The lights are off again! I’ve got the BigBoxoCo man­ag­er on hold, and he’s about to lose it!”

My lip quiv­ers as I strug­gle to sup­press my fight-or-flight instinct. It can’t be a coin­ci­dence that the lights went off right when I restart­ed the soft­ware. What have I done? In a pan­ic, I force our soft­ware to turn the lights back on, and thank­ful­ly it works. At this point, I am par­a­lyzed with fear. I want to dis­able our soft­ware entire­ly, but what if stop­ping it is what made the lights go off just now? I pull my hands away from the key­board, fear­ing that any­thing I do might cause the BigBoxoCo man­ag­er to enter sud­den car­diac arrest, or worse.

Without being able to touch the on-site soft­ware, I dive into the source code, hop­ing to track down the bug ana­lyt­i­cal­ly. I pore through the entire stack, fol­low­ing the data flow and log­ic for the rel­a­tive­ly sim­ple light­ing con­trol sub­sys­tem. The sched­ul­ing code makes sense. So does the the timer code. The trick­i­est code, for the watch­dog sys­tem, looks entire­ly cor­rect. I rack my brain; what am I miss­ing? I am star­tled by the crack of thun­der, but there does­n’t seem to be a storm out­side. As my nerves res­onate with the imag­ined sound, Freyr’s fore­head crests my cubi­cle wall.

The BigBoxoCo man­ag­er is flip­ping out. He says, and I quote, that ‘There’s a God damned dis­co par­ty going on’ in his ware­house. They are going to have to stop accept­ing customers.”

Content with hav­ing sur­passed even my worst expec­ta­tions, Freyr jogs back to his office. I fol­low him briskly.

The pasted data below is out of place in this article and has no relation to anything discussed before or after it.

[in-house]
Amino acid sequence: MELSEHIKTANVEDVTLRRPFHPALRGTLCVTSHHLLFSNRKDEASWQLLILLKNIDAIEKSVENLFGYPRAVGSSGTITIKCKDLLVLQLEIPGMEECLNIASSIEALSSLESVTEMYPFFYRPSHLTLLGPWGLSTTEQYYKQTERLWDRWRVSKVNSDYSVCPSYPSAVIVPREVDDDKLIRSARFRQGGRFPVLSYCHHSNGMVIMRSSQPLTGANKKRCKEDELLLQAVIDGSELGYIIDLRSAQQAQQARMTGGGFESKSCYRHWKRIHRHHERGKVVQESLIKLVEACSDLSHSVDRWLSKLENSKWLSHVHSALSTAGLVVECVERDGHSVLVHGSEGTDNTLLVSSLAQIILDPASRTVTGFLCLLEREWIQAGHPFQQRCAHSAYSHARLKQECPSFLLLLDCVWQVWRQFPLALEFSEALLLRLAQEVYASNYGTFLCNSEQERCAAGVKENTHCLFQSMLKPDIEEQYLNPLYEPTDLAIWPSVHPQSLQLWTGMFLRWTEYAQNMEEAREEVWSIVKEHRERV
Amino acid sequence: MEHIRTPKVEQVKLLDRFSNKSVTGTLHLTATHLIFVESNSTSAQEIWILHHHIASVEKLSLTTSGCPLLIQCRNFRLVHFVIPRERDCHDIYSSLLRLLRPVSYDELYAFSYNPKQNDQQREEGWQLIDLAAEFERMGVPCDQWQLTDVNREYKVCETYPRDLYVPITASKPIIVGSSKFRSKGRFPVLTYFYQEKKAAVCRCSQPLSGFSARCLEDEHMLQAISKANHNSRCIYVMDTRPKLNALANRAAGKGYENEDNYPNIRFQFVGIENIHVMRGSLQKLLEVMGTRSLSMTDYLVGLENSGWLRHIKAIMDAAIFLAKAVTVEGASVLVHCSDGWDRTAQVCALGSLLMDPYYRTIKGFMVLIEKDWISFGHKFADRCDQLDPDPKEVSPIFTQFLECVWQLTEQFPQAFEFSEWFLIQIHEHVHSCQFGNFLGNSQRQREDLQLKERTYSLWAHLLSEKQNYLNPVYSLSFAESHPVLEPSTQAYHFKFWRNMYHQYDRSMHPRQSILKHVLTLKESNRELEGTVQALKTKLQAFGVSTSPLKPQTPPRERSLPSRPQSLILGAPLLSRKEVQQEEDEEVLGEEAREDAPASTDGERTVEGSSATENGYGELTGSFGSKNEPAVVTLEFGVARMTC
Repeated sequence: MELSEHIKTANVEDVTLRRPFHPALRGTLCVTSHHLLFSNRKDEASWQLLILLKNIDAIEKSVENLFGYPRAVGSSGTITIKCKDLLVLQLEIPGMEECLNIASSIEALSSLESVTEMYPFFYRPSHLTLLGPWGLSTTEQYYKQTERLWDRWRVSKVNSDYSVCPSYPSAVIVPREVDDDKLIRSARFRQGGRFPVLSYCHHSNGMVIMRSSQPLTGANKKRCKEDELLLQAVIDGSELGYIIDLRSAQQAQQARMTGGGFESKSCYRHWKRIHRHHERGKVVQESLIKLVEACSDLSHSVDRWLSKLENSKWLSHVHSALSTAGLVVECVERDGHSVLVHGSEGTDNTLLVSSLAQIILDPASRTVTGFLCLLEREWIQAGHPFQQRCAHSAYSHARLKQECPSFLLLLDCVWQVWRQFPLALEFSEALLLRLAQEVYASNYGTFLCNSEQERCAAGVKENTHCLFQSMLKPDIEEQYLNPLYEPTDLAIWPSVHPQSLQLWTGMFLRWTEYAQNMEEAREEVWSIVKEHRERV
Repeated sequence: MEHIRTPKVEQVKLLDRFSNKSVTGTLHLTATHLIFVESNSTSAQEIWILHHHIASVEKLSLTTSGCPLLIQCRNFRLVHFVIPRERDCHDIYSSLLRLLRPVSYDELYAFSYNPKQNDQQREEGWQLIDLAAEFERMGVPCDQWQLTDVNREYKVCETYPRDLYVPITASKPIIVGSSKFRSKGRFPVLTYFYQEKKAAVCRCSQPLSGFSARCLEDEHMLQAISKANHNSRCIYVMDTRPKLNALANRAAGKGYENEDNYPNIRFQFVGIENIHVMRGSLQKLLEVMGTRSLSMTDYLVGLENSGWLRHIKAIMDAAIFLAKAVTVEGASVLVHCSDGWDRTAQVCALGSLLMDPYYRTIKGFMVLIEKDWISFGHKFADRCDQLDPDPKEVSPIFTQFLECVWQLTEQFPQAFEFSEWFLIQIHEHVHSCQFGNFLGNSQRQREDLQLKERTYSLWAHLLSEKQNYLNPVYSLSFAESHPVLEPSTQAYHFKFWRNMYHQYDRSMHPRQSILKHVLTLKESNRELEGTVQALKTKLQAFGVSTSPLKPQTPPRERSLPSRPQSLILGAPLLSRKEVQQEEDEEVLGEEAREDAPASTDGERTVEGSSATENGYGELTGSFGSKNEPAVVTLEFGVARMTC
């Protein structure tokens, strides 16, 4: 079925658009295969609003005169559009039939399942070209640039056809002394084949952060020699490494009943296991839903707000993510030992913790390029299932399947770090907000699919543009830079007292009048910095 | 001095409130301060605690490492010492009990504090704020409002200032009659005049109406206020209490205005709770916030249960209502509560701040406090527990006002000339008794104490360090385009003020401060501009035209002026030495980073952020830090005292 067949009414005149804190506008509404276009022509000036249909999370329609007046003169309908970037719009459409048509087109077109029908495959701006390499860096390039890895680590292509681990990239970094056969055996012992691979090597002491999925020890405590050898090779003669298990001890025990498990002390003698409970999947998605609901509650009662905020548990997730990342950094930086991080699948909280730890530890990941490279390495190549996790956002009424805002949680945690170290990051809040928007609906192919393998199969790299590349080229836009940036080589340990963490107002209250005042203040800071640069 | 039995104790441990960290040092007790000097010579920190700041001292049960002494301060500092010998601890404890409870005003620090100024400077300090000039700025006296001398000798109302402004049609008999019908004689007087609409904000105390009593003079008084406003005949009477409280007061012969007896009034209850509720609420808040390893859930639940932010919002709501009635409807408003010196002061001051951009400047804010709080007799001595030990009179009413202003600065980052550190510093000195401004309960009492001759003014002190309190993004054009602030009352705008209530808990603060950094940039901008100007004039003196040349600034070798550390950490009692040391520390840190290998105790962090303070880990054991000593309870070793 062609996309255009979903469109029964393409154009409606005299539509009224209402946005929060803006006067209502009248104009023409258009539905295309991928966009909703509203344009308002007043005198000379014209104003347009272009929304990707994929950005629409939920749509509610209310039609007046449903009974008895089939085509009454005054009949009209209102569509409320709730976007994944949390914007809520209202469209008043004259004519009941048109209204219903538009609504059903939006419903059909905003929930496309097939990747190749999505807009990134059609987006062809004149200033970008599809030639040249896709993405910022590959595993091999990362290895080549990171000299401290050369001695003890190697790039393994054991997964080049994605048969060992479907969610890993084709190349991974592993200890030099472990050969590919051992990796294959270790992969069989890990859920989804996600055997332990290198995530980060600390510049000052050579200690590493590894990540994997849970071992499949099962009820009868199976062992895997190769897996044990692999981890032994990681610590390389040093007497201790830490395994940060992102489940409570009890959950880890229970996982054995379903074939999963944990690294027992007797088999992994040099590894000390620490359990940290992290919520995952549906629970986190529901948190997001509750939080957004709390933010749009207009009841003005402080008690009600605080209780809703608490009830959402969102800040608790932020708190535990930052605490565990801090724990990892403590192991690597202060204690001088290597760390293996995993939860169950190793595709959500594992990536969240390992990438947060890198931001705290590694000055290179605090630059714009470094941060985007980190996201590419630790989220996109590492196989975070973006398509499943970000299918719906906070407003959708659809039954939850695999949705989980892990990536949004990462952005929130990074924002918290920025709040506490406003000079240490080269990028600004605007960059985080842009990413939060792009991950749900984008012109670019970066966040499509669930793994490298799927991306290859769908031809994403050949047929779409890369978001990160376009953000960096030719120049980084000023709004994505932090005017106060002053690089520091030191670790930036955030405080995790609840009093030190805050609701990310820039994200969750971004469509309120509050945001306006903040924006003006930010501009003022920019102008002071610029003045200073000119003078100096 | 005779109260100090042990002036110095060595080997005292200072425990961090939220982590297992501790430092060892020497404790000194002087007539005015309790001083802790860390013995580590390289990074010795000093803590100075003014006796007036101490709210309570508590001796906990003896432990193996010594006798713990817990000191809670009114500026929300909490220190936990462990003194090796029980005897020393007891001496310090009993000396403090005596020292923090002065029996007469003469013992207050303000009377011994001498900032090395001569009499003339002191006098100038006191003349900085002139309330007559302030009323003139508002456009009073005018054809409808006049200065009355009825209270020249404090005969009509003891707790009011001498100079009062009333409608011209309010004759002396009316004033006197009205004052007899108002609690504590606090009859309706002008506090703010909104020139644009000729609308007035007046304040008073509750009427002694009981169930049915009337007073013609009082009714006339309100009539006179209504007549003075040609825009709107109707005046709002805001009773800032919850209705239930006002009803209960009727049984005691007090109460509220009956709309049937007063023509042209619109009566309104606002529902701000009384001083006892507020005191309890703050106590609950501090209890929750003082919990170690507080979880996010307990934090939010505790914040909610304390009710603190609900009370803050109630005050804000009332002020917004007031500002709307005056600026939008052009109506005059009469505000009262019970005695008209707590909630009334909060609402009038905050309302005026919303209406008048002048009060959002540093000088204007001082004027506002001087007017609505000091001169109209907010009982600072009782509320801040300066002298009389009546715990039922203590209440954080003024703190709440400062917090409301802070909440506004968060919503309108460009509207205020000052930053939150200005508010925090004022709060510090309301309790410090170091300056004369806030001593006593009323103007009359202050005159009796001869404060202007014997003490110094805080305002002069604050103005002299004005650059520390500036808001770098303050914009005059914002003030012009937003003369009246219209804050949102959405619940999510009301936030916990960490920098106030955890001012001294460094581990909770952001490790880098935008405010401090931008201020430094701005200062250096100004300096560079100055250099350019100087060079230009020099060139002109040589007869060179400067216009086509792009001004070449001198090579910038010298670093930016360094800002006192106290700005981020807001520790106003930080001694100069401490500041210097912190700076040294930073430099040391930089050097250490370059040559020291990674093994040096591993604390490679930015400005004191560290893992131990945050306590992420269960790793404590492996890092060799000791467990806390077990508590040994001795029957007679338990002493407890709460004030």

Freyr, can’t the man­ag­er hit the man­u­al light­ing over­ride? I think it might take me a while to fig­ure out the problem.”

What are you doing away from your desk? No! Only BigBoxoCo’s main­te­nance engi­neer has a key to the enclo­sure, and he’s AWOL. Go!”

I save three sec­onds by run­ning back to my desk. At this point, I’m bounc­ing ideas off our oth­er pro­gram­mer, Nate. No good; he has nev­er worked on this sys­tem, and can only offer lim­it­ed advice. I go back to star­ing at the code. I may have been uncon­scious an hour ago, but now the fire of my mind is burn­ing with the focused inten­si­ty of a TIG welder. The cof­fee is gone. I begin ques­tion­ing all of my assump­tions. Compiler bug? Memory cor­rup­tion? Cosmic rays? Nate com­plains about the sound of my fore­head slam­ming against the desk. In my height­ened state of aware­ness, I per­ceive the ghost­ly sound of foot­steps come to a stop out­side my cube. Moments pass before the shrunk­en form of Freyr emerges from the hall­way. I am calmed by his lack of speed as well as the fact that he is not using his periscope.